Essays on Technology and Culture

The Great PayPal Email Hack That Wasn’t

This past Saturday, as I headed into town for a concert, I stopped to check my email and found two messages from PayPal UK, saying someone had set up an account, and added a mailing address, with my gMail address. Well, almost my gMail address. Instead of the domain, they’d used as the domain. I assumed it to be some kind of phishing scam, logged into my PayPal, changed the password and removed my gMail address from the account for safety. Then, to be sure, I forwarded the emails to PayPal’s spoof checking address. Content I’d done the right thing, I hopped the subway and was soon having my eardrums split open by the Buzzcocks.

Still a bit concerned, the next day I initiated a password reset of the account with the email. I got the password reset email with a verification code. Upon providing the code, I was asked to send a message to a strange phone number. Weird. When I logged into my PayPal, everything looked kosher. No new addresses, no new emails, no new phone numbers. My account was untouched, as far as I could tell. Later in the day, I got an email saying the new account was “ready to shop” and that’s when I called PayPal.

It took some explaining. This wasn’t just “my account has been compromised.” This was someone creating a brand new account with an alias of my email address. Known to me, but unbeknownst to PayPal, is that and are aliases of each other. If you have gMail, and send a message to, it will show up in your inbox. Since my address was on my account as a secondary email, if PayPal knew the two domains were equivalent, the stranger should have gotten an error. What really confused me was that they were able to log in, add an address, phone number, and credit card to their account. Which lead me, and the first manager I spoke with at PayPal, to conclude my gMail had been hacked.

This seemed impossible. I have a huge, complicated 1Password-generated Google account password. I use two-factor authentication. Google showed no unusual login activity, or anything of that nature. Even if someone had access to my Google account, I can think of a million more interesting, useful, and subtle ways to use it than to set up a new PayPal account. In any case, I changed my Google password, re-set up two-factor authentication, and revoked all third-party access to my account. That was Sunday night, and I went to bed paranoid and angry.

Monday, while at work, I figured I’d try again. Knowing they had a phone number on the account, I hoped I could reach someone who could try to contact the ersatz account holder. I called PayPal and began trying to get help via angry messages on Twitter. Multi-tasking, as best I could, I spoke with a manager on PayPal’s fraud team and someone on the AskPayPal Twitter account, trying to explain the situation and see what could be done. Both agreed to contact the person in the UK, and it looked like the AskPayPal person got to them first. I got one final email, saying the account was deleted, and that was it.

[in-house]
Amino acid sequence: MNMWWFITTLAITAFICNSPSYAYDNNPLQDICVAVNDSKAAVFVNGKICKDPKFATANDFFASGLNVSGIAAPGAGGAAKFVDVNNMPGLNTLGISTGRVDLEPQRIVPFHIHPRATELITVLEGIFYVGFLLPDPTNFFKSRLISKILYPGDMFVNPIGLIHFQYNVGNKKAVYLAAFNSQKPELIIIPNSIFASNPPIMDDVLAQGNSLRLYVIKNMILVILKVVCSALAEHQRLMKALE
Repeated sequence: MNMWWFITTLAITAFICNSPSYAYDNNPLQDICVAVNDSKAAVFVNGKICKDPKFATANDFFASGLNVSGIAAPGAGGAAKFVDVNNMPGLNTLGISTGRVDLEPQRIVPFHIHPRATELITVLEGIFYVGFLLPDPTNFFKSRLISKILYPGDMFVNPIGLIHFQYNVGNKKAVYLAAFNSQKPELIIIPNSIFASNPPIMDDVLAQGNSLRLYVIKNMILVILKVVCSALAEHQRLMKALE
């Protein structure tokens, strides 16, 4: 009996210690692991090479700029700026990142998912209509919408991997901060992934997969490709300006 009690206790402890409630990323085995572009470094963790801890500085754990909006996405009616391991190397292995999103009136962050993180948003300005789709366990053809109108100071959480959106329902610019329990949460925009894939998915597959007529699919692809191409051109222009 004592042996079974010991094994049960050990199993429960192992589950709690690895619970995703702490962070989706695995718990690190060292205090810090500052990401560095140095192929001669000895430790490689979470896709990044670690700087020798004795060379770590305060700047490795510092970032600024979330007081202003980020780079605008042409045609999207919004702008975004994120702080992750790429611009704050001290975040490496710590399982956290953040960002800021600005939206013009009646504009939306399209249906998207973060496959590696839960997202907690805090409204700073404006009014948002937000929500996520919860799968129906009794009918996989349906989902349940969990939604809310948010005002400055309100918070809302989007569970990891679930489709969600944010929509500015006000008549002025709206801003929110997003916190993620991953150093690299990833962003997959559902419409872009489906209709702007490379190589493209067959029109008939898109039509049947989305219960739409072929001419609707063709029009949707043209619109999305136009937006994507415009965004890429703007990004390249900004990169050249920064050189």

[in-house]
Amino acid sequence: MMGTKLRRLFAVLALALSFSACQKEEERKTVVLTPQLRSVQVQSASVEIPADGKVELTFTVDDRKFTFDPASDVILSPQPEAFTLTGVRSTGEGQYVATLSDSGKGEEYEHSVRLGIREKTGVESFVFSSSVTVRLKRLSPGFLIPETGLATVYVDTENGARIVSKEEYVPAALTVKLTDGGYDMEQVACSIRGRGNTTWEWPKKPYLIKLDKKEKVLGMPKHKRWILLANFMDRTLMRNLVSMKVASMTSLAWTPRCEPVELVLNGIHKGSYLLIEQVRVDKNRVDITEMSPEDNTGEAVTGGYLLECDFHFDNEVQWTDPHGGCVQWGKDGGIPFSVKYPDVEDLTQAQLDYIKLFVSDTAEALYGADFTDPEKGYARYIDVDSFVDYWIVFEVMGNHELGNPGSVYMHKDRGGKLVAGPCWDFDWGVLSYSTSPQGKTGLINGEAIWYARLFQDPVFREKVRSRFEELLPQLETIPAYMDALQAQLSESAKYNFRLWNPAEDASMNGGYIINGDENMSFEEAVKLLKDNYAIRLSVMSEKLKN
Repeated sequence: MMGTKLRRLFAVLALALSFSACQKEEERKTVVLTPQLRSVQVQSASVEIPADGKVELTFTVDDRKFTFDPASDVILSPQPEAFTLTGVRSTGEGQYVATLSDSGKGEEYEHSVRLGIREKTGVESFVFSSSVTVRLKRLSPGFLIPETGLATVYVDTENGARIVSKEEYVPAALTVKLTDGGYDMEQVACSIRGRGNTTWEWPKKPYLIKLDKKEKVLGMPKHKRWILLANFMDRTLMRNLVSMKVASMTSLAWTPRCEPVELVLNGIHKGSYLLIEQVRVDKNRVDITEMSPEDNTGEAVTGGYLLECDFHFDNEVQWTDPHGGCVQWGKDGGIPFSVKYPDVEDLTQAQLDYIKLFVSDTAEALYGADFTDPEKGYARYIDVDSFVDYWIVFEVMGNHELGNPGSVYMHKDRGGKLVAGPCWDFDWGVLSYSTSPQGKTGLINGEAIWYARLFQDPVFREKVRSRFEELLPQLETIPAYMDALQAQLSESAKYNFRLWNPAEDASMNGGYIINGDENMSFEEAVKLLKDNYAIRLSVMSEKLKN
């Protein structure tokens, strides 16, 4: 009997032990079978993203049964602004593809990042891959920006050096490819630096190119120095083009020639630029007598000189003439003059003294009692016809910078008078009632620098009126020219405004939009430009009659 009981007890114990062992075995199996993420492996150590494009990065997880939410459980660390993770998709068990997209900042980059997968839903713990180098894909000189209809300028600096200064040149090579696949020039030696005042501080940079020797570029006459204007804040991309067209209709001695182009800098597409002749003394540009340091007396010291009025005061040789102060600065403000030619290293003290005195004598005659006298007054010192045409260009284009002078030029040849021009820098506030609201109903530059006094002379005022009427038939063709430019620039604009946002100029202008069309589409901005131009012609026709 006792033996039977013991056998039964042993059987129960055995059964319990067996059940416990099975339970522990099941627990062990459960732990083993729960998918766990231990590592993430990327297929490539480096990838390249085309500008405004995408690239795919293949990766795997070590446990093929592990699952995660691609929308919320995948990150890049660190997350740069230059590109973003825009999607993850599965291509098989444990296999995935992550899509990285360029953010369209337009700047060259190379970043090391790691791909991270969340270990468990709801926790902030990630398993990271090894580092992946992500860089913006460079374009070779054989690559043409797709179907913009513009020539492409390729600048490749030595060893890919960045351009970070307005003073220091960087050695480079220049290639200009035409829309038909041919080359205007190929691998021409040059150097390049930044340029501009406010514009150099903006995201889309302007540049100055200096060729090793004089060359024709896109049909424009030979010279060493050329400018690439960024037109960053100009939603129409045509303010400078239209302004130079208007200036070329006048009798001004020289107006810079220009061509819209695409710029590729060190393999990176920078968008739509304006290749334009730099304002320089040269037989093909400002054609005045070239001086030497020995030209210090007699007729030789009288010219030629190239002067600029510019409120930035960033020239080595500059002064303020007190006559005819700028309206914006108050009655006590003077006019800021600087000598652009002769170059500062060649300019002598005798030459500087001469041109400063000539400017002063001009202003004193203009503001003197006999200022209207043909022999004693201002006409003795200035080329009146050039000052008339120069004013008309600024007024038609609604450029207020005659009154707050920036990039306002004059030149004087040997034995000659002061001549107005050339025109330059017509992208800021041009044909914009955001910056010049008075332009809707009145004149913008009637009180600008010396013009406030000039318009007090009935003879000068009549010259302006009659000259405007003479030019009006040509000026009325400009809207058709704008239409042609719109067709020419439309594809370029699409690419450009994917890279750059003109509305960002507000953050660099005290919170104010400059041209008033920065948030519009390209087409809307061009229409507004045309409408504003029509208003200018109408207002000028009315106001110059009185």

Turns out, it was a fat-fingered email address after all, and the account wasn’t actually activated and verified. I gave myself a full security audit for nothing, it seems.

Part of my anger and paranoia was that this came hot on the heels of the iCloud security nightmare. The other was the incredulity of the people I spoke to at PayPal, and the lunacy that they were unaware that and were aliases, and had been for the better part of a decade. At least, now that it’s sorted out, I’ve added my gMail account back to my PayPal account with both domains, just to make sure this can’t happen again. I covered my bases, and did everything right. Someone else dropped the ball on account and data verification, leaving me to wonder if I’d left a hole somewhere in my defenses.

When a user’s sense of security can be violated by someone else mistyping their email address, it’s the fault of the company whose security the user has put their trust into. Sure, it’s also a limitation of email, as a technology, but a known limitation that should be worked around. Why was this person able to even interact with PayPal, adding their personal data, without verifying their email first? Because of that lapse, I had access to the personal data of a stranger: their name, their mailing address, the last four digits and brand of their credit card. Information I neither need or want. In this paranoid age, companies—ones that handle our finances, especially—must be on top of the dangers. What happened to me, and to my mysterious UK stranger, is unacceptable.